Jacaranda is a genus of 49 species of flowering plants in the family Bignoniaceae, native to tropical and subtropical regions of Central America, South America, Cuba, Hispaniola, Jamaica and the Bahamas.
It has been planted widely in Asia, especially in Nepal. Jacaranda mimosifolia is quite common in Zambia, South Africa, Zimbabwe and Australia, and has been introduced to most tropical and subtropical regions to the extent that it has entered the popular culture.
The generic name is also used as the common name.
The name is believed to be of Guarani origin, meaning fragrant. The word jacaranda was described in A supplement to Mr. Chambers's Cyclopædia, 1st ed., (1753) as "a name given by some authors to the tree the wood of which is the log-wood, used in dyeing and in medicine" and as being of Tupi-Guarani origin, by way of Portuguese.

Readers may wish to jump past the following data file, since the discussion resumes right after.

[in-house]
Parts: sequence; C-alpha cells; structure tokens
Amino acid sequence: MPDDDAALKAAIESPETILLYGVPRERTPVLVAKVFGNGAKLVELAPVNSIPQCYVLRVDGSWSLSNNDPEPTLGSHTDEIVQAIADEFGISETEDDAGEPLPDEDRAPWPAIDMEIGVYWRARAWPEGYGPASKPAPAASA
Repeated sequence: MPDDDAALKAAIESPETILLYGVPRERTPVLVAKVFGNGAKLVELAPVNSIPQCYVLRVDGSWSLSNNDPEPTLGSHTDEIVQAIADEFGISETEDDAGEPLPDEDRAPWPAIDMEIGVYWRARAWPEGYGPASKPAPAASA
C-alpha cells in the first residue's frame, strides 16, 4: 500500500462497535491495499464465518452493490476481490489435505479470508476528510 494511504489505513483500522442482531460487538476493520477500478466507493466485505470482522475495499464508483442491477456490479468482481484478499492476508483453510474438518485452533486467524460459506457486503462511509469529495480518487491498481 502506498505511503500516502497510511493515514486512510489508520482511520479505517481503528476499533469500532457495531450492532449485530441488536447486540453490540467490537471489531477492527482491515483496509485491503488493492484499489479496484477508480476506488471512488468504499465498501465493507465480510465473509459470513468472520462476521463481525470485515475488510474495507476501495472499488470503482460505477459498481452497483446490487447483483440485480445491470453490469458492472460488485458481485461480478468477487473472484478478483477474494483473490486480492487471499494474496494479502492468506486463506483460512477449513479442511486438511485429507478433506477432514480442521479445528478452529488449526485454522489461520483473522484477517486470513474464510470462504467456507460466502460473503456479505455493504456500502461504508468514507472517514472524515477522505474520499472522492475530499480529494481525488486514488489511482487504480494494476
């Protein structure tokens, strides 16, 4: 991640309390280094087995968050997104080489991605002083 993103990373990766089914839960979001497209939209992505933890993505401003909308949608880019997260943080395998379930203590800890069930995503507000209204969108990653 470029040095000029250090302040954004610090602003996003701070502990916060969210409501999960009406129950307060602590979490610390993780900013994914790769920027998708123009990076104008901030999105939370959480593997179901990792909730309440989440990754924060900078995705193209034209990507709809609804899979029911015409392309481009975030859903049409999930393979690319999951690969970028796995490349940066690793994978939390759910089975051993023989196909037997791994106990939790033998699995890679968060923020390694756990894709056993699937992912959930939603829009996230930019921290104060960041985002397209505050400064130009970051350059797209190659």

The species are shrubs to large trees ranging in size from 20 to 30 m (66 to 98 ft) tall. The leaves are bipinnate in most species, pinnate or simple in a few species. The flowers are produced in conspicuous large panicles, each flower with a five-lobed blue to purple-blue corolla; a few species have white flowers. The fruit is an oblong to oval flattened capsule containing numerous slender seeds. The genus differs from other genera in the Bignoniaceae in having a staminode that is longer than the stamens, tricolpate pollen, and a chromosome number of 18. This genus thrives in full sun and sandy soils, which explains their abundance in warmer climates. Mature plants can survive in colder climates down to −7 °C (19 °F), however, they may not bloom as profusely. Younger plants are more fragile and may not survive in colder climates when temperatures drop below freezing, so planting of younger trees in pots and moving them into a greenhouse for winter is recommended.